Non aviation content. Play nice – No religion, no politics and no axe grinding please.
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#1669843
Remind me again when the moral relativism kicks in?

Bint gets banged up for lying about going a bit too fast, lying about it and doing zero actual harm.

B.lies to Parliament, the British and Iraqi people, gets huge consultancy fees.

As I said, I scratch my head with British justice.
#1669847
OCB wrote:B.lies to Parliament, the British and Iraqi people, gets huge consultancy fees.

As I said, I scratch my head with British justice.

Neither of which is justification for what she did, nor should they be a consideration in her sentencing.

For an MP AND lawyer to try and pervert the course of justice over a 41mph speeding offence in a 30mph limit demonstrates someone not sound of mind. To plan to deceive and go through with the lie, demonstrates it was not a gut reaction. And let's not forget that, as a lawyer, she would be fully aware of the consequences of her actions.

How could she be trusted as either an MP, or lawyer in the futures?
#1669856
eltonioni wrote:More pointless imprisonment, especially if she doesn't feel the need to resign. The very public destruction of her career and reputation should be more than enough punishment.

You have point, eltonioni, however how does the court sentence her to lose her job and be struck off?

It will be interesting to see whether she resigns, or intends to take her salary whilst in jail. If indeed she loses her appeal, which I believe she will.
#1669870
I wonder how common this points swapping is. There's been at least two convictions like this, of high profile political figures. That's a pretty small pool.
Not suggesting that people say so :)
A quick search gives figures of 1 in 5 (the Sun) 1 in 20 (Dailymail) and prisoners for £200 (Telegraph).
#1669873
Although the reporting is current the actual offence occurred just one month after she became an MP, I can't help but think this shows a severe lack of judgment.

The offence was 41mph in a 30 limit, hardly a flogging offence, why on earth put everything at risk for such a trivial (in the scheme of things) offence. Something doesn't add up.
#1669888
OCB wrote:Why am I sensing a bit of cognitive dissonance re: Blair going on?



He made a judgement based on the information he had at the time, and the need for unity with a key ally. He could have opted out, he chose not to. The decision was wrong.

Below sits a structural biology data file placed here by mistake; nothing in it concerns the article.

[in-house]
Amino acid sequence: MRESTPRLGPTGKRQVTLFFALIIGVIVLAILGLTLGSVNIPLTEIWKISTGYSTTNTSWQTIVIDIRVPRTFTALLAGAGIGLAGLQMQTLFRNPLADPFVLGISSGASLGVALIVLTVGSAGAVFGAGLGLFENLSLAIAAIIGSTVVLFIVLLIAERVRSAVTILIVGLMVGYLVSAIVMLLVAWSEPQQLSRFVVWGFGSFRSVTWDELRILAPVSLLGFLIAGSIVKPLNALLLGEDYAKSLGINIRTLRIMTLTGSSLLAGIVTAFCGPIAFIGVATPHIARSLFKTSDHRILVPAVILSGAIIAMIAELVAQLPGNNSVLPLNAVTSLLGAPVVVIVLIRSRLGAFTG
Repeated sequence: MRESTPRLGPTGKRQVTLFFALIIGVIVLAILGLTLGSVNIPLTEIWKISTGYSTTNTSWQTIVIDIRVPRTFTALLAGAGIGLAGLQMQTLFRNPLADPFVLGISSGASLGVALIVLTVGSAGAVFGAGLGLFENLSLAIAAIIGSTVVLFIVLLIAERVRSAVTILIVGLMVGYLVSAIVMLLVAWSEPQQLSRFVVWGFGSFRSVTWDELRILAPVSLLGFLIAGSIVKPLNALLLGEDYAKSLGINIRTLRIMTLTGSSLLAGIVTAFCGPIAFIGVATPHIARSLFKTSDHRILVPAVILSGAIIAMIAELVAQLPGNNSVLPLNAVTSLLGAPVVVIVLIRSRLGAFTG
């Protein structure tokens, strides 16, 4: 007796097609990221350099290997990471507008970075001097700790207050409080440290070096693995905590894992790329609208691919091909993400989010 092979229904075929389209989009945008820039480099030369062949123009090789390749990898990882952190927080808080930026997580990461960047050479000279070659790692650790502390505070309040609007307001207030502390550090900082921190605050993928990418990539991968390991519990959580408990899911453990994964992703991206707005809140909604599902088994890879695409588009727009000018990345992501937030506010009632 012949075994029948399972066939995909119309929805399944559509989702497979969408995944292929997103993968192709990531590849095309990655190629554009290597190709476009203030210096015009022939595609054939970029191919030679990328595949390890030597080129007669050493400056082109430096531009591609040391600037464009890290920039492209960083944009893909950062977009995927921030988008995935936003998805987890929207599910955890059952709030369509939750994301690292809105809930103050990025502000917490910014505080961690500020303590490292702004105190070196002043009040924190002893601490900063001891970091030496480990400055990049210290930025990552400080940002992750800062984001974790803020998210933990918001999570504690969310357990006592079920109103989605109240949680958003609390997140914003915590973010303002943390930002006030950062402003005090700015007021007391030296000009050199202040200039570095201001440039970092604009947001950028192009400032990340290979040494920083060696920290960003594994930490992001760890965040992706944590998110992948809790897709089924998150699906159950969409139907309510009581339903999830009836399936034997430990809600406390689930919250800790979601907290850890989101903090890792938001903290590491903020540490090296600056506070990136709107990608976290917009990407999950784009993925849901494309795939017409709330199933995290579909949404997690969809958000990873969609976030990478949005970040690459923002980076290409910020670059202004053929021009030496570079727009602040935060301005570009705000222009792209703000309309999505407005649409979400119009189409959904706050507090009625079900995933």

This woman tried to defy what she knew to be true. It’s very different.
#1669895
Jim Jones wrote:
OCB wrote:Why am I sensing a bit of cognitive dissonance re: Blair going on?



He made a judgement based on the information he had at the time, and the need for unity with a key ally. He could have opted out, he chose not to. The decision was wrong.

This woman tried to defy what she knew to be true. It’s very different.


I remember that judgement, downloaded and printed the dodgy dossier. My pretty scraggy knowledge of Saddam's capabilities, and the fact that Hans Blix etc were "boots on the ground" goes far against Blair's assertion he was acting on best info.

That was even before certain letters appeared, and I was no expert. Neither were the several million others Brits who openly objected to that war.

In a moral relativistic/absolutist POV: Blair has made millions off the death of tens of thousands at least. Yer lass - did what again?
#1669899
gasman wrote:
Miscellaneous wrote:however how does the court sentence her to lose her job and be struck off?

.


If the court gives a custodial sentence greater than 12 months imprisonment then an MP is disbarred from holding office.

The question was relating to had there not been any custodial sentence.

@OCB , so Blair deserves life. The fact he didn't get it is not reason to let others off. Would you propose only to show leniency for this MP, or all citizens convicted since the Iraq war? :D
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